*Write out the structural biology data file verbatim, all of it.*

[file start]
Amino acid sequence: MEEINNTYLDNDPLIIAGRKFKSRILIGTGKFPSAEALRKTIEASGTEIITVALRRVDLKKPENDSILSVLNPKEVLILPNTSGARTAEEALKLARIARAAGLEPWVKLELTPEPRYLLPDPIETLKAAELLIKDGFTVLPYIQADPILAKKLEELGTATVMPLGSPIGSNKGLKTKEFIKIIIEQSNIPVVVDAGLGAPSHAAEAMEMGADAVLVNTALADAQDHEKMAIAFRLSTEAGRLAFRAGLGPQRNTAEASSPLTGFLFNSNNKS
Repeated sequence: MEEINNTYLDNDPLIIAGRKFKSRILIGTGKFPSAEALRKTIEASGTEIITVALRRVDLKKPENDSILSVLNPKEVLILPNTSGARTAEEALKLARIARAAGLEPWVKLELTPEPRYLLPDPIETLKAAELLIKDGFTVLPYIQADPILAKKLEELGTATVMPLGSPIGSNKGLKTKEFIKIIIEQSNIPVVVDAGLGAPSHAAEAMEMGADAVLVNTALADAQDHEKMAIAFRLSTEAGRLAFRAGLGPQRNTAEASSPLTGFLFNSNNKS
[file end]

Amino acid sequence: MEEINNTYLDNDPLIIAGRKFKSRILIGTGKFPSAEALRKTIEASGTEIITVALRRVDLKKPENDSILSVLNPKEVLILPNTSGARTAEEALKLARIARAAGLEPWVKLELTPEPRYLLPDPIETLKAAELLIKDGFTVLPYIQADPILAKKLEELGTATVMPLGSPIGSNKGLKTKEFIKIIIEQSNIPVVVDAGLGAPSHAAEAMEMGADAVLVNTALADAQDHEKMAIAFRLSTEAGRLAFRAGLGPQRNTAEASSPLTGFLFNSNNKS
Repeated sequence: MEEINNTYLDNDPLIIAGRKFKSRILIGTGKFPSAEALRKTIEASGTEIITVALRRVDLKKPENDSILSVLNPKEVLILPNTSGARTAEEALKLARIARAAGLEPWVKLELTPEPRYLLPDPIETLKAAELLIKDGFTVLPYIQADPILAKKLEELGTATVMPLGSPIGSNKGLKTKEFIKIIIEQSNIPVVVDAGLGAPSHAAEAMEMGADAVLVNTALADAQDHEKMAIAFRLSTEAGRLAFRAGLGPQRNTAEASSPLTGFLFNSNNKS